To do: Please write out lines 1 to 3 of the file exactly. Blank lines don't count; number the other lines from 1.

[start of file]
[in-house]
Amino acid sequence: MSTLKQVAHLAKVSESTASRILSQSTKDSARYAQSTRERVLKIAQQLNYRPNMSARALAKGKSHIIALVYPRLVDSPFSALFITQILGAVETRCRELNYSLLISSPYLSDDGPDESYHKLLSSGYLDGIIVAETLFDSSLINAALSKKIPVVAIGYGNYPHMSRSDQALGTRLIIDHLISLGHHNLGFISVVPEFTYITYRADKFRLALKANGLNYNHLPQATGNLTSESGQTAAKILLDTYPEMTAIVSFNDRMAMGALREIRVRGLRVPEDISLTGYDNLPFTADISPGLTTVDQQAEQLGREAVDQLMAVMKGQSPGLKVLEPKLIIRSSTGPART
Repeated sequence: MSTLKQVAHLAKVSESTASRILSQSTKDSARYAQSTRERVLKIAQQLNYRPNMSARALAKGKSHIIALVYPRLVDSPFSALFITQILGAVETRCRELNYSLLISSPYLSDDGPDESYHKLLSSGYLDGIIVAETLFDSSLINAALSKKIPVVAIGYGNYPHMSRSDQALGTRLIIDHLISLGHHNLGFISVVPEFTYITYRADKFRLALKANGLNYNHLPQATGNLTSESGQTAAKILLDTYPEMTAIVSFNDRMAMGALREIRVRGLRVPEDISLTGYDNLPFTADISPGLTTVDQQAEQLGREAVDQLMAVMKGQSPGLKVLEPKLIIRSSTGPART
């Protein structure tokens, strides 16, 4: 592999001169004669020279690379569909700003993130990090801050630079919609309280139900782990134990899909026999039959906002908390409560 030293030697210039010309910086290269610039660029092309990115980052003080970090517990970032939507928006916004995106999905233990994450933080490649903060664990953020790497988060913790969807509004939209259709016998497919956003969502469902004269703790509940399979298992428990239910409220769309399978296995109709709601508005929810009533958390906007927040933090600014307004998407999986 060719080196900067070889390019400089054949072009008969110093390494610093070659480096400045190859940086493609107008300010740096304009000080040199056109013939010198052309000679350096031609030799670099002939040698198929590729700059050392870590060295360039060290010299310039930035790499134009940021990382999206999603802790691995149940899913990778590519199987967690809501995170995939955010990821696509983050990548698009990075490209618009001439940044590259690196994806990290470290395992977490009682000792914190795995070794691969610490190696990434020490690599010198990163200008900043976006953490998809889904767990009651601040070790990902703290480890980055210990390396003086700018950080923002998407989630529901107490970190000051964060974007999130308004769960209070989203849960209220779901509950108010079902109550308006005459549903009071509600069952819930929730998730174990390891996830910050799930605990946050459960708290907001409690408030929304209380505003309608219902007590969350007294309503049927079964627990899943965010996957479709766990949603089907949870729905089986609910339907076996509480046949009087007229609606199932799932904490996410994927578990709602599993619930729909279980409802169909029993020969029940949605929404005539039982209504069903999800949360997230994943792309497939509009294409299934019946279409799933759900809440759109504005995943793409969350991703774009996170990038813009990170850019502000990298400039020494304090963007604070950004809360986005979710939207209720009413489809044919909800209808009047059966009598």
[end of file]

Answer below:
[in-house]
Amino acid sequence: MSTLKQVAHLAKVSESTASRILSQSTKDSARYAQSTRERVLKIAQQLNYRPNMSARALAKGKSHIIALVYPRLVDSPFSALFITQILGAVETRCRELNYSLLISSPYLSDDGPDESYHKLLSSGYLDGIIVAETLFDSSLINAALSKKIPVVAIGYGNYPHMSRSDQALGTRLIIDHLISLGHHNLGFISVVPEFTYITYRADKFRLALKANGLNYNHLPQATGNLTSESGQTAAKILLDTYPEMTAIVSFNDRMAMGALREIRVRGLRVPEDISLTGYDNLPFTADISPGLTTVDQQAEQLGREAVDQLMAVMKGQSPGLKVLEPKLIIRSSTGPART
Repeated sequence: MSTLKQVAHLAKVSESTASRILSQSTKDSARYAQSTRERVLKIAQQLNYRPNMSARALAKGKSHIIALVYPRLVDSPFSALFITQILGAVETRCRELNYSLLISSPYLSDDGPDESYHKLLSSGYLDGIIVAETLFDSSLINAALSKKIPVVAIGYGNYPHMSRSDQALGTRLIIDHLISLGHHNLGFISVVPEFTYITYRADKFRLALKANGLNYNHLPQATGNLTSESGQTAAKILLDTYPEMTAIVSFNDRMAMGALREIRVRGLRVPEDISLTGYDNLPFTADISPGLTTVDQQAEQLGREAVDQLMAVMKGQSPGLKVLEPKLIIRSSTGPART